[SATLUG] RE: Becoming a Linux Engineer
tweeksjunk2 at theweeks.org
Thu Aug 21 01:33:54 CDT 2008
On Tuesday 19 August 2008 10:41:02 am K. Reginald Buckner wrote:
> I was orginally going for Red Hat RHCT/RHCE but i stopped for 2 reasons.
> a) Fedora: I have a hard time getting Red Hat Enterprise Desktop and was
> using Fedora & to help get practice.
> I cannot upgrade to fedora 8 or 9 because of issues very time I burn a disc
> it has too many errors.
> b) I started to see how good Suse Linux was and equal to Red Hat in so many
> ways and exceed in others.
> Now here it what I am wondering . Can somebody tell me what skills you
> would look for from a Linux Engineer?
What type of postion?
For example.. a kernel generalist (one of Red Hat's positions) requires
several years of Linux kernel dev experience, and general across the board
Linux knowledge (+ strong C++ programming, revision control and package
While a Linux "Sys Admin".. I would probably want at least 1-3 years of pro
sys-admin experience.. Maybe some cert like an RHCE and scripting experience
and specific expereince in severla daemons (http, sendmail, bind, dhcp, etc)
and of course some kind of scripting/programming knowledge and experience
(bash, perl, python, etc), as well as production package management skills.
If I were looking for a web admin, I would want to see 1-3 years of apache
experience... plus maybe some scripting, PHP and MySQL knowledge.. Plus some
DNS and Sendmail/Postfix theory/knowledge.
Now if it were a NAS/SAN/storage Linux engineer, I would want to see some
basic sys-admin skills, plus some hard core hardware & theory knowledge and
experience on SCSI, RAID, NAS & SAN technologies, and either some
fibrechannel or iSCSI experience, plus full software RAID (mdadm), LVM2 and
big-journal filesystem experience.. Maybe some special cert like the RHCA
stuff that shows some GFS training.
As you can see.. experience in the area of expertise for the position is
critical. Certs are good for entry level positions.. a kind of starting
point to prove that your worth something without a ton of experience...
however... I've also seen some terrible sys-admins who could still take and
pass the RHCE.. so just having a cert and nothing else is not a shoe in
First.. I tell people that certification is one leg of a three
legged "professional stool". The first one I look at is usually experience
(for obvious reasons). When interviewing.. I'll drill'em hard in the areas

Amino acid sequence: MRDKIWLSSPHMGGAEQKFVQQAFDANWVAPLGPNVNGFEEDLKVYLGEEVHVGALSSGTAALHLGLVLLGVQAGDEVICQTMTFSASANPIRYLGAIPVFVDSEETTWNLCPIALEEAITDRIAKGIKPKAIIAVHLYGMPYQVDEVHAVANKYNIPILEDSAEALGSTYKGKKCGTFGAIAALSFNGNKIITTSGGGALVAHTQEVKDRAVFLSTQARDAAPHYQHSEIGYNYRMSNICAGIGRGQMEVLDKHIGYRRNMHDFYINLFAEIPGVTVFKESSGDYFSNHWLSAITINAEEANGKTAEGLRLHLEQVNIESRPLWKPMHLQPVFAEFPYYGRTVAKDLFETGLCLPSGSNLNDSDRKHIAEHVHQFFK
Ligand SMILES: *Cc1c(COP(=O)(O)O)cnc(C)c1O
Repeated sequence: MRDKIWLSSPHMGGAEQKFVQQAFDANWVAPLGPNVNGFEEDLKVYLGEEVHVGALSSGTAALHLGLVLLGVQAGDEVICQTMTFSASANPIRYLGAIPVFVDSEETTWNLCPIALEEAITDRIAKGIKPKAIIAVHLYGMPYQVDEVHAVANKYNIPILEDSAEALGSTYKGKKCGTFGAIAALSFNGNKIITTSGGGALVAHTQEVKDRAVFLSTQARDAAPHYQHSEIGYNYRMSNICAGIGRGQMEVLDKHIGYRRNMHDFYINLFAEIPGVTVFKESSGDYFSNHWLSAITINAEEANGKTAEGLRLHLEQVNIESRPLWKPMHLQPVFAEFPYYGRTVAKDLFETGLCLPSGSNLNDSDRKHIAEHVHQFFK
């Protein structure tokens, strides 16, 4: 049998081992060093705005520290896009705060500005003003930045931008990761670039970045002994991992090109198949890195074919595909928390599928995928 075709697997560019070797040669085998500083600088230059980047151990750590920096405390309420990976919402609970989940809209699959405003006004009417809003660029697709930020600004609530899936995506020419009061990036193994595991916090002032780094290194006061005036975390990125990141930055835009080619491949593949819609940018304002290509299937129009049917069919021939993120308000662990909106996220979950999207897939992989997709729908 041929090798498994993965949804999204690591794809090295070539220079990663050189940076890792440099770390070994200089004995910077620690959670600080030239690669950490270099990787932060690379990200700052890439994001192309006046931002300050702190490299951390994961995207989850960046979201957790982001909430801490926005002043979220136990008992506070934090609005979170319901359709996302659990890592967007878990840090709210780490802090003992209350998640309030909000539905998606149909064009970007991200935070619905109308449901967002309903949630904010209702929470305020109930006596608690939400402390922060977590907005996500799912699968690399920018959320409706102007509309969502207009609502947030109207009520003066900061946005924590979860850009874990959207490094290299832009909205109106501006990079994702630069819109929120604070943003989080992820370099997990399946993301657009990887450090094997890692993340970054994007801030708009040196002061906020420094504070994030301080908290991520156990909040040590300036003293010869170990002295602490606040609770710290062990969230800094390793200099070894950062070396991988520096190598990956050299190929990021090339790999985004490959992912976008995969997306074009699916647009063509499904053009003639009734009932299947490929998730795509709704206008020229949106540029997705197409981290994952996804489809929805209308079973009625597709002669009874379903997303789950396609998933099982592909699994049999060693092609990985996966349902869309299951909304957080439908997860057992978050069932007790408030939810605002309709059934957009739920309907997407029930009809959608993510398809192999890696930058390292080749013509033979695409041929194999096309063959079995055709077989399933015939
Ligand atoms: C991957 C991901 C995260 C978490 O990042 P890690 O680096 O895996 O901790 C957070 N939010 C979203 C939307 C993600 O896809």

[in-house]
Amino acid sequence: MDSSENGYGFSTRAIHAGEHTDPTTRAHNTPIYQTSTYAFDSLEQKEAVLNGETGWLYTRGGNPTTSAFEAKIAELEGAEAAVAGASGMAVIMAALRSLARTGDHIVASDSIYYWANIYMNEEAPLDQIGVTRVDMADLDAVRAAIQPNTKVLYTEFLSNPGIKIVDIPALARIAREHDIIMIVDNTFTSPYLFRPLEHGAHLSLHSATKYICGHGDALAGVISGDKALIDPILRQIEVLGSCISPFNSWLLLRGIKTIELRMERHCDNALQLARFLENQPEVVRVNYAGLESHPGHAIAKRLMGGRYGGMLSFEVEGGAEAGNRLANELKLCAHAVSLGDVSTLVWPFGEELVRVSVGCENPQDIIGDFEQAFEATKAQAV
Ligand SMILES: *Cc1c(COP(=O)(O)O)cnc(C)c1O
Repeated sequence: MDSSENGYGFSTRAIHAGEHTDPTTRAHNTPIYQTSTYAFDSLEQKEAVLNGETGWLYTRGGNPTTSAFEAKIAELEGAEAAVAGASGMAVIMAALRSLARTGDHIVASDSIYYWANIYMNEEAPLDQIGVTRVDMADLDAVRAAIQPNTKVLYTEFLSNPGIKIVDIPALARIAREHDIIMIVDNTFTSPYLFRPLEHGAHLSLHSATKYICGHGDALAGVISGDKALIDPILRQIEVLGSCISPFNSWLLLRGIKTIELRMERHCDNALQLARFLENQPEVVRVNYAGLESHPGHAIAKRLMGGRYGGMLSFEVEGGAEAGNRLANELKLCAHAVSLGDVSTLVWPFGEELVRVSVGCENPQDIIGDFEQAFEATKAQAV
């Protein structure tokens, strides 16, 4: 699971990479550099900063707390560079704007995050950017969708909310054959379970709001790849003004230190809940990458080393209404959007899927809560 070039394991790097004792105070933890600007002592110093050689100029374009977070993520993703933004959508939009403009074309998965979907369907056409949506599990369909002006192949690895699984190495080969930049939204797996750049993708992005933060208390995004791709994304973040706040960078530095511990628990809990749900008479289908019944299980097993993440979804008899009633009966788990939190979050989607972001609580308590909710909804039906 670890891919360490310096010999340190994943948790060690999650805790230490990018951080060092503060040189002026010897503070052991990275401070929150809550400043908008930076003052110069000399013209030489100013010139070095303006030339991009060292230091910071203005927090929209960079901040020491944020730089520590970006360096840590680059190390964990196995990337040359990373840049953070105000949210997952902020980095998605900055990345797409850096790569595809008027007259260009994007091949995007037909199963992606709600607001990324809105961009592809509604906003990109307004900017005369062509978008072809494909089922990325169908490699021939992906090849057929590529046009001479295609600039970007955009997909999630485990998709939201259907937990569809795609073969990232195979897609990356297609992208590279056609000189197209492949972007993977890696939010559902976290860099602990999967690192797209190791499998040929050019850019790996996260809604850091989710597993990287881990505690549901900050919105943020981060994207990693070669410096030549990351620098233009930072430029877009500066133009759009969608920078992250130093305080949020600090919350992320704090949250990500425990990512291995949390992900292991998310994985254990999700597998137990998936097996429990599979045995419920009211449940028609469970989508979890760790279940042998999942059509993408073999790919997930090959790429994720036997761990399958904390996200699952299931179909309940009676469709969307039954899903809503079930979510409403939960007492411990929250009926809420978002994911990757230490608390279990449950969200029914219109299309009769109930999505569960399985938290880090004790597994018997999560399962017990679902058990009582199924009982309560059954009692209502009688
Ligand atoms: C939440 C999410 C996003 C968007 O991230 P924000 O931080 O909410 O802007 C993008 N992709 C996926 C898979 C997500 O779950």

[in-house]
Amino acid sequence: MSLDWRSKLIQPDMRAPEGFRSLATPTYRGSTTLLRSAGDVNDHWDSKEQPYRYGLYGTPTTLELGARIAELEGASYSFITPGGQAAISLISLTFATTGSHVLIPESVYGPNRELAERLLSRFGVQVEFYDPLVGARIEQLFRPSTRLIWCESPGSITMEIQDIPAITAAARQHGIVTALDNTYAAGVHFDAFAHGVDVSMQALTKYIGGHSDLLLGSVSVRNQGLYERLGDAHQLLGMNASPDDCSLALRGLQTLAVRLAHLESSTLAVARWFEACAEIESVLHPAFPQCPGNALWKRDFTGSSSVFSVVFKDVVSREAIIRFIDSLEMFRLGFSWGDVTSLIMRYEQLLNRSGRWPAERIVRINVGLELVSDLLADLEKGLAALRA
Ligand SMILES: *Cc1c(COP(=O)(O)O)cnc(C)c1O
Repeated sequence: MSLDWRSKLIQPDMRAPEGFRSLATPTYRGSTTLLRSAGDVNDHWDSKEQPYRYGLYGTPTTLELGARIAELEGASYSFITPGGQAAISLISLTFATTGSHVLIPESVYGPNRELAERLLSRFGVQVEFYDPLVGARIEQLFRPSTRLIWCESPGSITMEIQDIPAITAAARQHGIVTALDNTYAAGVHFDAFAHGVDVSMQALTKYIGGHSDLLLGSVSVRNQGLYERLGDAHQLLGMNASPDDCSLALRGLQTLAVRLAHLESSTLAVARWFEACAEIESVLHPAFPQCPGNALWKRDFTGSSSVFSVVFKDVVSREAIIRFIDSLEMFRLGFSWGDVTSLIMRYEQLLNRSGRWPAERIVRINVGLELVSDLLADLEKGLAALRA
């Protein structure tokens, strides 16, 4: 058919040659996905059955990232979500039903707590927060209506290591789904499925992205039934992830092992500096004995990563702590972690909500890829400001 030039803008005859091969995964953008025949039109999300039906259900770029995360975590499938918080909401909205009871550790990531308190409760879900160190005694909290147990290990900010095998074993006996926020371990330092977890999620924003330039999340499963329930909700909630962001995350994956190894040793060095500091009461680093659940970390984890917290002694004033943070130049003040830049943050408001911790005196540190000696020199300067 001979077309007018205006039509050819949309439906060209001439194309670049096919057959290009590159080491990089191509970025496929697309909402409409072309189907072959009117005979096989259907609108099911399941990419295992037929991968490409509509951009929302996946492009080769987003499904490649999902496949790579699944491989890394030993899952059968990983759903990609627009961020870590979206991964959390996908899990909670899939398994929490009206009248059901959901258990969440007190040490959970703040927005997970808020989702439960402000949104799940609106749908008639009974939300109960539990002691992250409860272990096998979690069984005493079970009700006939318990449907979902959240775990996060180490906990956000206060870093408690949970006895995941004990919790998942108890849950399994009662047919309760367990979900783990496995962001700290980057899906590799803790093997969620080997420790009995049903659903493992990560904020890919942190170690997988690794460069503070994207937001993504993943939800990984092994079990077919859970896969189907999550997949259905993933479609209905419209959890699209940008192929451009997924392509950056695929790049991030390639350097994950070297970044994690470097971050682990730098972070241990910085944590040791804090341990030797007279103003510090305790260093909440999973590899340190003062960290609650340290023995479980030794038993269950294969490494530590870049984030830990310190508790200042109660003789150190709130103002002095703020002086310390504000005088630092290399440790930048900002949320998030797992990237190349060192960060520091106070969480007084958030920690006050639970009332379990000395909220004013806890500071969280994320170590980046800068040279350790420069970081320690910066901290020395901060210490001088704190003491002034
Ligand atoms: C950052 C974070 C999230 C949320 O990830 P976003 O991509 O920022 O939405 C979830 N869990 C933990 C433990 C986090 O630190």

that they call themselves "experts" in. I usually find people consider
themselves smarter than they really are when talking about professional grade
skill sets. Younger folks usually make this error more than the old timers.
(i.e. the more you know, the dumber you feel.. ;)
After experience.. if they're younger (20 somethings).. I like to see either
some related education (BS in CS,EE,ET etc) OR at LEAST a relevant industry
cert. But a 4 year BS degree is always better than "just another cert"
candidate. A real degree shwos that that can a) really learn, and b) stic
kwith something to the end. They'll also have more exposure to professional
requirements like finance, economice, formal business writing, etc. nice.
Industry certs just show that you care enough to put some well rounded polish
on your qualifications and that you can generally tackle most of the
technology issues that might come up in most Linux engineer (lower e) type
Also.. most HR people put more merit in certs than do hard core IT
professionals. Mainly because few HR folks can truly drill a candidate
themselves and separate the wheat from the chaff.. so a cert is an easy check
box they can quickly use to get your resume to someone's desk. However... if
a cert is all you have.. a good technical manager will see through that.
Technical hiring managers want to see proven track records, cool/technical
projects worked to completion, self starting stories, and how you learned
from large catastrophic mistakes. :) That's the stuff that I look for.
That being said.. After experience.. and/or Education.. the RHCE /is/ one of
the better Linux/IT industry certs (IMHO). But when you ask, "what skills
you would look for from a Linux Engineer?".. that's an almost useless
question. The job dictates the required skills. Yeah an RHCE cert shows
that you do know some useful stuff, but it's no guarantee by itself. As any
dairy farmer will tell you, to have a a good milking stool, you need at least
two solid legs. Three's better, but not needed:
(see here for the visual I'm working with)
While a cert alone is rather like a 5th tete.. Not that useful. hehe.. ;)
(sorry for the farming analogies.. probably not that communicative for a San
Antonio IT-sector discussion.. ;)
p.s. if you're studying for the RHCE.. then use CentOS 5.. Not Fedora.. CentOS
5 is the closest thing to the real thing.. Fedora's just a pain with lost
of "quirks" that you won't see on RHEL5.
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